What is mindfulness meditation?

mindfulnessMindfulness has its origins in Buddhist teachings and has been around for a very long time.

More recently it has become well known in the Western world and it’s becoming more popular day by day. You may have read something about it or knows someone who practices it. Mindfulness is a form of meditation which doesn’t ask us to ‘clear’ our minds of thoughts.

  • When we practice mindfulness, we bring our awareness and curiosity to our present experience.
  • We practice mindfulness with an attitude of gentle and loving acceptance. There is no need to analyse or judge what’s happening– just being in the present moment and being aware of the thoughts and feelings and the body sensations that come up for us is enough.

Curiosity is a very important part of mindfulness – because if we can be curious, particularly about ourselves, we have the potential to learn so much more about ourselves and our relationship with the world around us. With that learning comes the opportunity for us to develop greater clarity, self-acceptance and peace within ourselves.

What are the benefits of mindfulness meditation?

stressThere’s so much scientific evidence which shows that practising mindfulness can have significant health benefits. One of the most important and proven health benefits is that mindfulness can help reduce stress.

For those of you who are leading very busy lives and trying find a balance–mindfulness can help you find a pathway towards feeling more relaxed, healthier and happier.

Most people will notice that something changes for them even after a brief practice of a few minutes. Many people report that they feel more calm, relaxed and generally happier since they have begun a regular practice of mindfulness meditation.

So if you’re having a stressful day, I really recommend that you try it. There are lots of books and CDs and information on-line which can help you get started.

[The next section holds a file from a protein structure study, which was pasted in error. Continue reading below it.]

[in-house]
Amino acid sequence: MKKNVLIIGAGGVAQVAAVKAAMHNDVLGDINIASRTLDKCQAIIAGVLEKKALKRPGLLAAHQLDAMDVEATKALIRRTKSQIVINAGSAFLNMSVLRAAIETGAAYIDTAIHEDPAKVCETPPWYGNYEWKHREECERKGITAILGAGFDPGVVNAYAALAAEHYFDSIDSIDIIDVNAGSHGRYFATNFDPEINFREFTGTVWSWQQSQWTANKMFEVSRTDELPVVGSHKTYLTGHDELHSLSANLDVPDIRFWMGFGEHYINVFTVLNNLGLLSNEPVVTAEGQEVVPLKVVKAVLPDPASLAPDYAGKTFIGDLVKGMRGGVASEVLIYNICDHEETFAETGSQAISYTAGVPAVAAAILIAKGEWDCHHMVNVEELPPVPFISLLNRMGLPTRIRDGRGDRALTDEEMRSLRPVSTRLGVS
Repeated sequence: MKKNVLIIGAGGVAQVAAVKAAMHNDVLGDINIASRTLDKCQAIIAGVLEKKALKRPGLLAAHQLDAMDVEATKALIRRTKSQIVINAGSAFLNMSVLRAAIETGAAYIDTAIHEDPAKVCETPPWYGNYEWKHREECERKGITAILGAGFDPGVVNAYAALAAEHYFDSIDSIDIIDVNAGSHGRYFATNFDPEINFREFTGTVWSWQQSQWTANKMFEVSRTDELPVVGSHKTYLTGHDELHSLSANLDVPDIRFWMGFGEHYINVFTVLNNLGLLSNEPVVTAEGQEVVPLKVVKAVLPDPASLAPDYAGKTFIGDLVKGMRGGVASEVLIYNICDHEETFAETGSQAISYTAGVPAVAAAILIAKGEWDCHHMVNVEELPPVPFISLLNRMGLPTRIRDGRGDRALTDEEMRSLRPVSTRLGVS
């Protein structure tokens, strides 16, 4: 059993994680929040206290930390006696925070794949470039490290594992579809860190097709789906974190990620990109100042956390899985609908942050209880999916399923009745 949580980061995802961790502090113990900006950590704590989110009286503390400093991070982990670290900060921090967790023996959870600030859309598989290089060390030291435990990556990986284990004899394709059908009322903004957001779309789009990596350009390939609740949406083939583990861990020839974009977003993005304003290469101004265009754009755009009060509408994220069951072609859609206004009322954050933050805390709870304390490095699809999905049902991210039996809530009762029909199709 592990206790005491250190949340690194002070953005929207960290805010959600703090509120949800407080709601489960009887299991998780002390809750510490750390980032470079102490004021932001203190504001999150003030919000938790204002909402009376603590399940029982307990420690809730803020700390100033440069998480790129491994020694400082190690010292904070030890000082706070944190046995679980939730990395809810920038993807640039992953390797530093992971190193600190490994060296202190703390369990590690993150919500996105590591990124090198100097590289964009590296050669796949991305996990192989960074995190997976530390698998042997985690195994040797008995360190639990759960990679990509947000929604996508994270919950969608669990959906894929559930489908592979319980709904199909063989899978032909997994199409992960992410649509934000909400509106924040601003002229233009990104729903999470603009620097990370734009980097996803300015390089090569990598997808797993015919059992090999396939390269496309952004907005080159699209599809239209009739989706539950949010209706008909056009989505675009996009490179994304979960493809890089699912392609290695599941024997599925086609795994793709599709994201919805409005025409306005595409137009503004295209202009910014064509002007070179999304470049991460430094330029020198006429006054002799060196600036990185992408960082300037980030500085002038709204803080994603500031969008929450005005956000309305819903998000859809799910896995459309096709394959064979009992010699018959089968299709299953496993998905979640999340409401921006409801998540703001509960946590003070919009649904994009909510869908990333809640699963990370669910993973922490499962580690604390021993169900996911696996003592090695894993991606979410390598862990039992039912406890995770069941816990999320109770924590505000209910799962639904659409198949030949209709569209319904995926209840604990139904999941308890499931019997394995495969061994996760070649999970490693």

How can we practice mindfulness meditation? How much time does it take?

mindfulnessOne of the best things about mindfulness is that it’s easy to learn and you don’t need to find a spare half hour and a quiet place to sit. You can feel the difference even by practising for 5 to 10 minutes each day, and you can do it while walking and doing many other activities.

Many of us have brief pauses in our busy days when we find ourselves with a few minutes of free time. Unfortunately, we have a tendency to ‘fill up’ those pauses with more activity. Do you find yourself quickly checking emails and texts in those brief periods? If so, why not try a few minutes of mindfulness practice as an alternative and give yourself a real break. A few minutes of mindfulness can feel like a relaxing massage for your mind.

Mindfulness meditation can be practiced through a guided meditation – you can listen to CDs, or you could try joining a mindfulness meditation group. A group is a good way to begin, because you’ll have a dedicated time and place for your practice. You’ll usually have an opportunity to ask the group leader questions about mindfulness and you’ll be with other people who are also interested in reducing stress and leading a healthier and happier lifestyle.

Talking about the pain of infertility

pictureIn a recent article published by the Guardian Australia, Louise Williams writes about the emotional pain and stress that she has experienced in her journey through infertility. (I Know the Pain of Infertility–and Talking About it Helps; http://gu.com/p/3pnkc)

I was deeply moved by the author’s courage in writing about an emotionally painful experience which is both deeply personal and one which will resonate for many people who are also facing the challenges associated with infertility.

The author touches on the feelings of grief many women experience and how the expression of this is grief is not really understood in our society.  I was saddened to read that some women may feel that their grief is ridiculous because ‘nothing is lost.’

As I reflect on these words, I am reminded of the fact that the grief experienced by those who experience infertility is deeply felt and very painful. At the same time it is a grief that isn’t really acknowledged and openly accepted. This leaves many women wondering whether their grief is real or even necessary.

The fact remains that many of us who have experienced infertility do become attached to the dreams we hold about our imagined future child. Entwined with this is the vision we may hold of ourselves as future parents.